“Then the King will say to those on his right, ‘Come, you who are blessed by my Father; take your inheritance, the kingdom prepared for you since the creation of the world. For I was hungry and you gave me something to eat, I was thirsty and you gave me something to drink, I was a stranger and you invited me in, I needed clothes and you clothed me, I was sick and you looked after me, I was in prison and you came to visit me.’

    “Then the righteous will answer him, ‘Lord, when did we see you hungry and feed you, or thirsty and give you something to drink? When did we see you a stranger and invite you in, or needing clothes and clothe you? When did we see you sick or in prison and go to visit you?’

    “The King will reply, ‘Truly I tell you, whatever you did for one of the least of these brothers and sisters of mine, you did for me.’

    “Then he will say to those on his left, ‘Depart from me, you who are cursed, into the eternal fire prepared for the devil and his angels. For I was hungry and you gave me nothing to eat, I was thirsty and you gave me nothing to drink, I was a stranger and you did not invite me in, I needed clothes and you did not clothe me, I was sick and in prison and you did not look after me.’

    “They also will answer, ‘Lord, when did we see you hungry or thirsty or a stranger or needing clothes or sick or in prison, and did not help you?’

    “He will reply, ‘Truly I tell you, whatever you did not do for one of the least of these, you did not do for me.’

    “Then they will go away to eternal punishment, but the righteous to eternal life.” - Matthew 25:31-46


2011 Street Outreach


For the 4th year in a row (3 for me) some friends and I (Andy) distributed lunches and warm clothes to the homeless in Center City Phila. This year it was Ron Krier, Mike Volko, and myself. We did get quite a few donations which helped with our limited funds and special thanks go out to Pat, Jane, Arlene, Jim @ BCCC, ONeill Family, Boomer, Justin, Deb & Rich, Ken & Jill, and Wash Tyme. I hope I did not forget anyone.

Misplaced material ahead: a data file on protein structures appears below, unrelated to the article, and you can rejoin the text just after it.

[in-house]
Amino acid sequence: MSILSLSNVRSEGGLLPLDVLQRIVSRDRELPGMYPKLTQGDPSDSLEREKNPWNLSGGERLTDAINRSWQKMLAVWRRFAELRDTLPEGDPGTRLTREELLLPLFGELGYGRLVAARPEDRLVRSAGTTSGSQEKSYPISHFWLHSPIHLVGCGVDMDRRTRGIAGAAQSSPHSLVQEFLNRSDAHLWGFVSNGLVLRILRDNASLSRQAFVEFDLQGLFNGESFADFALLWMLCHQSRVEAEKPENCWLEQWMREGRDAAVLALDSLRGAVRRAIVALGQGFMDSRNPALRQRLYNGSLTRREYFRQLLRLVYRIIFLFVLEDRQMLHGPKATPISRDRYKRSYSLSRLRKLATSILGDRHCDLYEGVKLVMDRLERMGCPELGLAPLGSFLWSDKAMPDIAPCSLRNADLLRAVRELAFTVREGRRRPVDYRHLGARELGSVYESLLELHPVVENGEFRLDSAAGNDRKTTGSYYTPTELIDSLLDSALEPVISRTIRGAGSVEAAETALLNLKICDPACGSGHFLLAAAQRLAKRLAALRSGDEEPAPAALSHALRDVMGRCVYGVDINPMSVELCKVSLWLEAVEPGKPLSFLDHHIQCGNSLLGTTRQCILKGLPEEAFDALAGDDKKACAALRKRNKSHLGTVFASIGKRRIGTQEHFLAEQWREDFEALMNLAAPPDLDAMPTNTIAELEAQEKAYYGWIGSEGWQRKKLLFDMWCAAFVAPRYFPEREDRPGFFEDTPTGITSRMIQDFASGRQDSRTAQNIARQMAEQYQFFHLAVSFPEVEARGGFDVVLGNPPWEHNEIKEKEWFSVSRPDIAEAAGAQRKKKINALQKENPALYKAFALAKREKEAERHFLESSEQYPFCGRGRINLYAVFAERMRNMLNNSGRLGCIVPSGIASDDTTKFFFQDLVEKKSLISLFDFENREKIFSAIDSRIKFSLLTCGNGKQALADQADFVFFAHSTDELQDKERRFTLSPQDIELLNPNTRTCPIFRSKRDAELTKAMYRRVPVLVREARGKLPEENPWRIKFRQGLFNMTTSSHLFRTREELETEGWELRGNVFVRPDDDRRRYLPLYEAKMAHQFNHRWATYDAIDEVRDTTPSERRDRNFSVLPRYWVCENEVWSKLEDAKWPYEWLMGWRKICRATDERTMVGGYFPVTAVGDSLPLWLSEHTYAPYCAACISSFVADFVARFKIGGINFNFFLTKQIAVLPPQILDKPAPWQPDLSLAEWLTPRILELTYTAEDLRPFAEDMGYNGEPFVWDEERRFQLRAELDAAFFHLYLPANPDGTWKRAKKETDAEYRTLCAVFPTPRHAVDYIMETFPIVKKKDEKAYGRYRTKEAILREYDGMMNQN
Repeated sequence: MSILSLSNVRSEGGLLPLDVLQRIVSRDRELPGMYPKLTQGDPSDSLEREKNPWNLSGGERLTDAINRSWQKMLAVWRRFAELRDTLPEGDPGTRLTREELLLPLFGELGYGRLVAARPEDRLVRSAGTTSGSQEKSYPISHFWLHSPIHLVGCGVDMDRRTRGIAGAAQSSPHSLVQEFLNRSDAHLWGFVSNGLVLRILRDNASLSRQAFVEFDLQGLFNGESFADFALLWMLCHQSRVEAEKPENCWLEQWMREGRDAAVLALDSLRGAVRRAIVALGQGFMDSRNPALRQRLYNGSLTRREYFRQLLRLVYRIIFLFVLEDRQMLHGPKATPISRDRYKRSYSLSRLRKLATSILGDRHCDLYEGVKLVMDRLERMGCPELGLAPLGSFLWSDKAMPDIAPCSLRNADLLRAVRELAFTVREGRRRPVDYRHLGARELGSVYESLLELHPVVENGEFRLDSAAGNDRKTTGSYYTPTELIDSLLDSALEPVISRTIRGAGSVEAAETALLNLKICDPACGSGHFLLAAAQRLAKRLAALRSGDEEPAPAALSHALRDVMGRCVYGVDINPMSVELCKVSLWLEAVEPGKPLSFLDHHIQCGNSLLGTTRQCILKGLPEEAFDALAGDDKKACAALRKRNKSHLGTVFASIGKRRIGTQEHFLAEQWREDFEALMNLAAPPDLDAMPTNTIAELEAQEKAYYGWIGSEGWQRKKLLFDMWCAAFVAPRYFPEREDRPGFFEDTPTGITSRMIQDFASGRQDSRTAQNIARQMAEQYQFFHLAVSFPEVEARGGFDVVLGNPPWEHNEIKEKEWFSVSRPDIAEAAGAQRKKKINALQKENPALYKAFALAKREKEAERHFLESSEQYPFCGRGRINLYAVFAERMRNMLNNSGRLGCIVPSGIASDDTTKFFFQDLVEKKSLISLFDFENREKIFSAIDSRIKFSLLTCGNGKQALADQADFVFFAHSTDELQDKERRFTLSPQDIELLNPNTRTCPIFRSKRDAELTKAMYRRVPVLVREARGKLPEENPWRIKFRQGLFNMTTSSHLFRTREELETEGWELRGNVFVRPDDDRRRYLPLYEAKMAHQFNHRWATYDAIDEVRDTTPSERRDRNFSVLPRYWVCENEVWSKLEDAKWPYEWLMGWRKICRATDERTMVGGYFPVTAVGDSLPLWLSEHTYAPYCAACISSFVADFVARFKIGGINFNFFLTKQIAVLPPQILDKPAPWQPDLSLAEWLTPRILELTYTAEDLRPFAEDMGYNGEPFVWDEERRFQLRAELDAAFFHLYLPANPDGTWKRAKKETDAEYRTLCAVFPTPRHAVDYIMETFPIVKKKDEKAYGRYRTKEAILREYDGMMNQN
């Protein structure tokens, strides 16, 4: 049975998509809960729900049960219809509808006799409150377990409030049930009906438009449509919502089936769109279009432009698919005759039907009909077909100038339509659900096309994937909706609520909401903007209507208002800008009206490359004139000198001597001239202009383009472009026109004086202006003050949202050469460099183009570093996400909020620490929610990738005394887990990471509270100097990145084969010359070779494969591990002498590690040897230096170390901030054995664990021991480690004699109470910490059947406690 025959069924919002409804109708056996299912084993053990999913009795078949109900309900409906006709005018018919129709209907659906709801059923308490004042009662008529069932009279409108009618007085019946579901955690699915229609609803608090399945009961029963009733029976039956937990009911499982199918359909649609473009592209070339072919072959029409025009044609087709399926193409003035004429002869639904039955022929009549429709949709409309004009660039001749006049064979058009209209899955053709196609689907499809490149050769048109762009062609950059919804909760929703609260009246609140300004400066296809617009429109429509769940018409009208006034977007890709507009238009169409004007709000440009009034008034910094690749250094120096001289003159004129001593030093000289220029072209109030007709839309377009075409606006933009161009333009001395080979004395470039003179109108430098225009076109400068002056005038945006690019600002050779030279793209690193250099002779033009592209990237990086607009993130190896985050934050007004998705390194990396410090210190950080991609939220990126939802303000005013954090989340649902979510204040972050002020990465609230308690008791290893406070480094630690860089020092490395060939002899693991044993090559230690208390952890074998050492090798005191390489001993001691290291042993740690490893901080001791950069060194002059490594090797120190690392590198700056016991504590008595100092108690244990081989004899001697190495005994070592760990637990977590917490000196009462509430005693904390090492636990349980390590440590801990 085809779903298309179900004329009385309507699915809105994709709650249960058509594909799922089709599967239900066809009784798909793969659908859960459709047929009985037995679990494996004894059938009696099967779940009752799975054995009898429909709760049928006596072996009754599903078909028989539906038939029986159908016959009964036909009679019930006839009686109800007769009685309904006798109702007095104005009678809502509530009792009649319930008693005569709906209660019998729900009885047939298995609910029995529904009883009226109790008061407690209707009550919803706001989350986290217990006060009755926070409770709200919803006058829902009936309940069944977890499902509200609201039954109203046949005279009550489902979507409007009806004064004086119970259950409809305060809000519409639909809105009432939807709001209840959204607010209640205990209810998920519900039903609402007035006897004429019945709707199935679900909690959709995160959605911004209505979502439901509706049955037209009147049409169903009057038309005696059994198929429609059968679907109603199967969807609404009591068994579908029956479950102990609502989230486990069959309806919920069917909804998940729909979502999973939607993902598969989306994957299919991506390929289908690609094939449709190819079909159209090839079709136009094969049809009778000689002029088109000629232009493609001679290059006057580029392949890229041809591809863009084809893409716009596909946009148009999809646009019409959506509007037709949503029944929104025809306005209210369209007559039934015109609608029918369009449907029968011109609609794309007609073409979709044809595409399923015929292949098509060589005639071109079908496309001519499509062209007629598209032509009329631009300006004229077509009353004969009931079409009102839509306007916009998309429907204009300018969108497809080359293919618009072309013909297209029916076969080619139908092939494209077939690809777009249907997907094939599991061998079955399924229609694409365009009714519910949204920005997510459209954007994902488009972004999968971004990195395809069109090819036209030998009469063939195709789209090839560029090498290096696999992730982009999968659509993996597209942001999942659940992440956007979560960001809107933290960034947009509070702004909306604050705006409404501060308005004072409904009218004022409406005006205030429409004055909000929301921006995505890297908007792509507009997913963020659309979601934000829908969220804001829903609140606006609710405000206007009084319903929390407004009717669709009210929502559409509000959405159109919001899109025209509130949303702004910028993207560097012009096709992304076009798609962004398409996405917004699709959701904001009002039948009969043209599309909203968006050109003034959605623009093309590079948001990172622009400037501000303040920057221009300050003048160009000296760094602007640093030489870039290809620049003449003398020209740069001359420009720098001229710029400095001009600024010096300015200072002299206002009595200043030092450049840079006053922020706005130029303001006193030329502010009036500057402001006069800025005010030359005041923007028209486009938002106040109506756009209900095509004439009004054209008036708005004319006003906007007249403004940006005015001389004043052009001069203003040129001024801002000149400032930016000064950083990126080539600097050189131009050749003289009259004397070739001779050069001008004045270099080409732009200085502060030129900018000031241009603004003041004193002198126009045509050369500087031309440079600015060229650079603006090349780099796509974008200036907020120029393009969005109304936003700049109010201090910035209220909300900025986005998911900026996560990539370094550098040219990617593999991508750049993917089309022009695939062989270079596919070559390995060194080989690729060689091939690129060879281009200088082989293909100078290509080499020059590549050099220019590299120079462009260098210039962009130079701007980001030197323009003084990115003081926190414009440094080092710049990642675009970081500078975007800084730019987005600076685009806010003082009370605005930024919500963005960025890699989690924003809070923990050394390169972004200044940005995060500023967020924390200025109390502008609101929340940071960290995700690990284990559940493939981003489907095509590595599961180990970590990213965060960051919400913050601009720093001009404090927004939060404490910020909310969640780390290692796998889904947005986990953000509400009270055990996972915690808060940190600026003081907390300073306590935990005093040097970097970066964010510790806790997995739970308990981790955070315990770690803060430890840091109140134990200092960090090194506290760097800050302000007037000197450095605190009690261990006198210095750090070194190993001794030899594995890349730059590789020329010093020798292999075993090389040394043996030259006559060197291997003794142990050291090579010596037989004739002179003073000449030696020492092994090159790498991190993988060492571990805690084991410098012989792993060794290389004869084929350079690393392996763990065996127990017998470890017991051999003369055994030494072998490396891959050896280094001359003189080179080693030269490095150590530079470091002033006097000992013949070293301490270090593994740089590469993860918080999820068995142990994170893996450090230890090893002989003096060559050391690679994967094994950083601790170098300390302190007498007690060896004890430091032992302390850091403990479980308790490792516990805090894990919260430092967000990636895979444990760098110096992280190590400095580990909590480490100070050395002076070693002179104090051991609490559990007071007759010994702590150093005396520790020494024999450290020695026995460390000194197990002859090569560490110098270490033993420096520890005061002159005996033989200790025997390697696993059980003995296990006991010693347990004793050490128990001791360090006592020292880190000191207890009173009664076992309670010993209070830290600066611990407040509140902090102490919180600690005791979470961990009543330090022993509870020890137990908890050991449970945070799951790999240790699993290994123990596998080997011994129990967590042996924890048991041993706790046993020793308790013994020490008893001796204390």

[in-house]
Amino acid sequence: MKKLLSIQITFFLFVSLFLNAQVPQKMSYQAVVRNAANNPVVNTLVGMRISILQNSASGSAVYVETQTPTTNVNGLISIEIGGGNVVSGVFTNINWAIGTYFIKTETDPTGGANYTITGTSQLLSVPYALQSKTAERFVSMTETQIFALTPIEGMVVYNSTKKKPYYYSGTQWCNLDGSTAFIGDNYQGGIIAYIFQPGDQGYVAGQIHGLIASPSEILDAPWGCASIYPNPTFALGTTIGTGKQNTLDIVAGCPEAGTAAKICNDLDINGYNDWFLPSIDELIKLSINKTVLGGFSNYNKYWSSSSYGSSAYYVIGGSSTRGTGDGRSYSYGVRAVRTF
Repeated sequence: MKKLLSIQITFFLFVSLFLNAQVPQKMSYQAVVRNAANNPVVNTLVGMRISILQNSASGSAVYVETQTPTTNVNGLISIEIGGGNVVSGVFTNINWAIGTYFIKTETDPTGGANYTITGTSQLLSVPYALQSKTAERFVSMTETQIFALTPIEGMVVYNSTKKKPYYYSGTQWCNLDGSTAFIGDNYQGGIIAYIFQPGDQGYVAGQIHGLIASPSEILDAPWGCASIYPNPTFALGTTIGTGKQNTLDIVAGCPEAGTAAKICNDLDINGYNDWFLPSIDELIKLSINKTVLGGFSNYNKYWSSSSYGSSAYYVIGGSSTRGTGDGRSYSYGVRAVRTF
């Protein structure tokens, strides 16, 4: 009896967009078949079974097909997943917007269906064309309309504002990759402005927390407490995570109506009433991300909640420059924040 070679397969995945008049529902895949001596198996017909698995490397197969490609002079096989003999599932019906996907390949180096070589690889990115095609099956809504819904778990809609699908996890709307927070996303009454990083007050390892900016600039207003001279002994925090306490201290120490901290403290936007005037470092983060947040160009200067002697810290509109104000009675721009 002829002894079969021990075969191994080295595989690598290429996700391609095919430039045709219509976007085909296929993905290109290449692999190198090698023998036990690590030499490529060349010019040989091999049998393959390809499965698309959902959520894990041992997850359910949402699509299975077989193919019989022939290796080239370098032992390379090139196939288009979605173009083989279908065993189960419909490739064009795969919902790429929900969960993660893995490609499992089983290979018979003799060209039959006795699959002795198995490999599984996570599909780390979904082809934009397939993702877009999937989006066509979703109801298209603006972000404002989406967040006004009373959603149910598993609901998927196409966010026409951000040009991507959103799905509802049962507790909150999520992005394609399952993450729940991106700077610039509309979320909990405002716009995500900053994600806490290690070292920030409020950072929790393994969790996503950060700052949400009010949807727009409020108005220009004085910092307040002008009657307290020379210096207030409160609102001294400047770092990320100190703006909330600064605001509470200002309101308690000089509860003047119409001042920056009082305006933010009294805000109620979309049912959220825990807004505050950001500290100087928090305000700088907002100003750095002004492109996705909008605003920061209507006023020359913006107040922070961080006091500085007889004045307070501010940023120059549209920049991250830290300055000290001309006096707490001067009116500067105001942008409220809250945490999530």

We met up around 915 am and loaded up Rons van with jackets, hats, gloves, socks, underwear, sweatshirts, blankets, backpacks, pants, shoes, & sleeping bags and stopped by Silvio's Deli to pickup 40 brown bag lunches with a sub, chips, soda, and cookie in each. They bake their own rolls on premises and the subs are really good, and they give us a break on the price for charity.

Since we've been doing this a few years we have a good idea where to find these folks. At the end of the day we'll drop off the remaining items at a shelter but we find its more rewarding actually searching out people who need things the most and the 1 on 1 interaction is best. For the most part they are very respectful and only take what they really need knowing we only have so much to give. Sometimes people will start to crowd the van and we're not really sure if they are homeless but we try to use our best judgement. Just the interaction and asking their name helps their self-esteem.

One interesting thing that one of us noticed was watching the reaction of other people watching us giving the stuff out. I'm sure many just walk by these people all day long and don't stop to think about the situation someone who does not have a home is in. Hopefully we planted a seed for someone to stop thinking of themselves first and serve others in whatever small way they can.

So I'm sitting here in my warm house looking out the window at it snowing or is it freezing rain right now and can't help thinking about our brothers & sisters out there just trying to survive. If we all just do a little it adds up to a lot.

2012 Street Outreach


Ron Krier, Mike Volko, Andrew Rumbold, Pete Murphy, John Morano

December 2013 Street Outreach


This year it was Ron Krier, Mike Volko, Pete Murphy, Tom Conte, and Andrew Rumbold (myself). It was unseasonably warm this year with a high around 60F.  As in the past few years we solicited donations and are grateful to those who selflessly gave money or clothing.  We were trying to remember how long we have been doing this, it has to be close to 10 years.


This year we got a late start because we were still looking for warm jackets, we had tried Kmart, Walmart, even Kohls the night before and come up empty.  It's strange how some years we can find such a great selection and other years nothing.  So we stopped at a different Kmart on the way to the city and found a few.


This year was a little different because Ron had sold his van, so we relied on Mike towing a trailer.  It was actually a blessing because we had Tom along this year giving haircuts, and we set him up in the trailer with a pair of clippers, a battery and backup generator, stool, and a light.  He used to own a salon, and gave about 7-8 haircuts during the day and was definitely a hit among the guys we met.